Rovio, the maker of Angry Birds, has opened a new game studio in London with a focus on mobile massively multiplayer online games (MMOs).

The move strengthens the Espoo, Finland-based company to expand its in-house development capacity. It will focus on new intellectual properties that go beyond the Angry Birds universe, which is about eight years old now.

Rovio’s Angry Birds movie debuted in 2016 and generated more than $350 million in revenues worldwide. And the company’s Angry Birds games have been downloaded three billion times since 2009. The company has had more than 500 million additional downloads of other games, but Rovio clearly needs to diversify and come up with more hits.

“Our business is profitably growing, and the time has come for us to grow in numbers too,” says Antti Viitanen, senior vice president of studios, in a statement. “London is the most logical place for us to found a new studio that will complement our overall global mix of internal and external developers. London is also a fantastically diverse talent magnet that has already paid Rovio dividends, as our local consumer products team that is based there has shown.”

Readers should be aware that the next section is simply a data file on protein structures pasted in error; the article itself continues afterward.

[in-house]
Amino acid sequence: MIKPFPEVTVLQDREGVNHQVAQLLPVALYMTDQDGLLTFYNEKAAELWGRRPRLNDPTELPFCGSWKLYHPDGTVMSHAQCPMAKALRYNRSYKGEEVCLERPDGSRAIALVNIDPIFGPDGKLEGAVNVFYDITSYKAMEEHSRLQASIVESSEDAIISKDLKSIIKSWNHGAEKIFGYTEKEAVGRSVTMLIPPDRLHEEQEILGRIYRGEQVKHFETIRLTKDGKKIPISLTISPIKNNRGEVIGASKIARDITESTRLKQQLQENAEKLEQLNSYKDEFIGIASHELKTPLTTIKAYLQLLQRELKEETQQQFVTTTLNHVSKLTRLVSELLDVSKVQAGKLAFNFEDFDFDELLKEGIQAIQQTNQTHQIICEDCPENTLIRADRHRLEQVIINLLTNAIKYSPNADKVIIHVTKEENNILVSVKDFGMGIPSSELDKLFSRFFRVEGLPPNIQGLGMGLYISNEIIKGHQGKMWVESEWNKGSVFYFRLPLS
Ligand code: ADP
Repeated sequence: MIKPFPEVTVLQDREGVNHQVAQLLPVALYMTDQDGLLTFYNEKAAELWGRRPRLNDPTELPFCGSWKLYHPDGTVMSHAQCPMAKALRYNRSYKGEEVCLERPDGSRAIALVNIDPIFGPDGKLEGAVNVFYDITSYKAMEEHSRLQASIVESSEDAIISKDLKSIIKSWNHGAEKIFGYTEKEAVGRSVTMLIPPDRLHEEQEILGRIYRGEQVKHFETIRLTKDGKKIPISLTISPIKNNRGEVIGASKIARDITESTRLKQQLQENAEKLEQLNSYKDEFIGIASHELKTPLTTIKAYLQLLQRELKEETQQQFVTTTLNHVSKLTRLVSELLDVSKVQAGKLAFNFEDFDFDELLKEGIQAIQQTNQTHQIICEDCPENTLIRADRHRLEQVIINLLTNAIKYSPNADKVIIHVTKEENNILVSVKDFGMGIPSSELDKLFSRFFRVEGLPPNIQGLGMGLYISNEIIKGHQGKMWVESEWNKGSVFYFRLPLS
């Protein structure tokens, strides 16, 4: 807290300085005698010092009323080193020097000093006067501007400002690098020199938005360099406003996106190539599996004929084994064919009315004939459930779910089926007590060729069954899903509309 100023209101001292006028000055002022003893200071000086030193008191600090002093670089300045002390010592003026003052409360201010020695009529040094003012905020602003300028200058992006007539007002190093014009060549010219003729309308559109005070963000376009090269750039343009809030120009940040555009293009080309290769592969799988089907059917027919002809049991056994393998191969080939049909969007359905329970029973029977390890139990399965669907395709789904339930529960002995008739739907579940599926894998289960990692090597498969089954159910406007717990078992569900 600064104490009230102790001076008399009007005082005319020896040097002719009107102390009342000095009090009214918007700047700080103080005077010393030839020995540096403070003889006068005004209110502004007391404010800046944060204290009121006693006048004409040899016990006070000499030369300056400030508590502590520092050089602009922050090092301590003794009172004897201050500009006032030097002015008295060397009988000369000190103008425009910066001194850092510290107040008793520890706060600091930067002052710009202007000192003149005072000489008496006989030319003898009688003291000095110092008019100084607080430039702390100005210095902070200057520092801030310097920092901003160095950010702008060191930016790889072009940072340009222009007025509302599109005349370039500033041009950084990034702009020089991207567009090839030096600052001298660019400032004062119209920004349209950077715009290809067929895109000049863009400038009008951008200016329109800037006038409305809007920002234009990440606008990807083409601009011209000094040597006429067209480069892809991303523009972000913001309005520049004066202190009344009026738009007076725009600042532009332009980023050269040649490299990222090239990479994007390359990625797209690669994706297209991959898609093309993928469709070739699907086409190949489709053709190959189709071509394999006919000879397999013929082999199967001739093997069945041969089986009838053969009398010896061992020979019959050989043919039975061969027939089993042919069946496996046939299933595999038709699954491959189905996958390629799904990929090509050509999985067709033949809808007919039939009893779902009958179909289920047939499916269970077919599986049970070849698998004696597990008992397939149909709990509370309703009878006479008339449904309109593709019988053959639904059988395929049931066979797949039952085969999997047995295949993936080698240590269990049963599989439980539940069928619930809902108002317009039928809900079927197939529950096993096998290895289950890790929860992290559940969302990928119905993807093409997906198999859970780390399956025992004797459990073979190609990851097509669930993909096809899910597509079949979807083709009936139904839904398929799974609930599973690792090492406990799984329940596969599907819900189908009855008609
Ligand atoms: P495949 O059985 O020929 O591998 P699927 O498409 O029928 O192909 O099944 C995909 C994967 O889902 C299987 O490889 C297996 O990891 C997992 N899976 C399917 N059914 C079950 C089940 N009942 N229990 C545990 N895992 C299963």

The London studio joins four other Rovio in-house studios, which includes three in Finland and one in Stockholm, Sweden. Rovio also works with a number of external studios.

“We believe that the best game experiences are those that you share with other people,” adds Mark Sorrell, head of studio, in a statement. “So we’re starting a studio to do exactly this. We look forward to bringing a diverse team together to deliver unique MMOs that are creative, inclusive, and delightful.”

Over the next two years, Rovio London will be building a collaborative team of some 20 members. In the first year, it is targeting hiring eight people. Rovio is making the announcement at the Pocket Gamer Connects event in London.

Asked whether Brexit, or the United Kingdom’s vote to exit the European Union, made any difference, Sorrell said in an email, “As we expand our development studio presence out of the Nordics, London seemed the logical choice. The breadth and depth of talent in London is incredible; its position as a world cultural [center] is unquestionable; and we don’t see Brexit significantly changing either of those things. We already have premises here thanks to our consumer products team, so it really was the obvious choice.”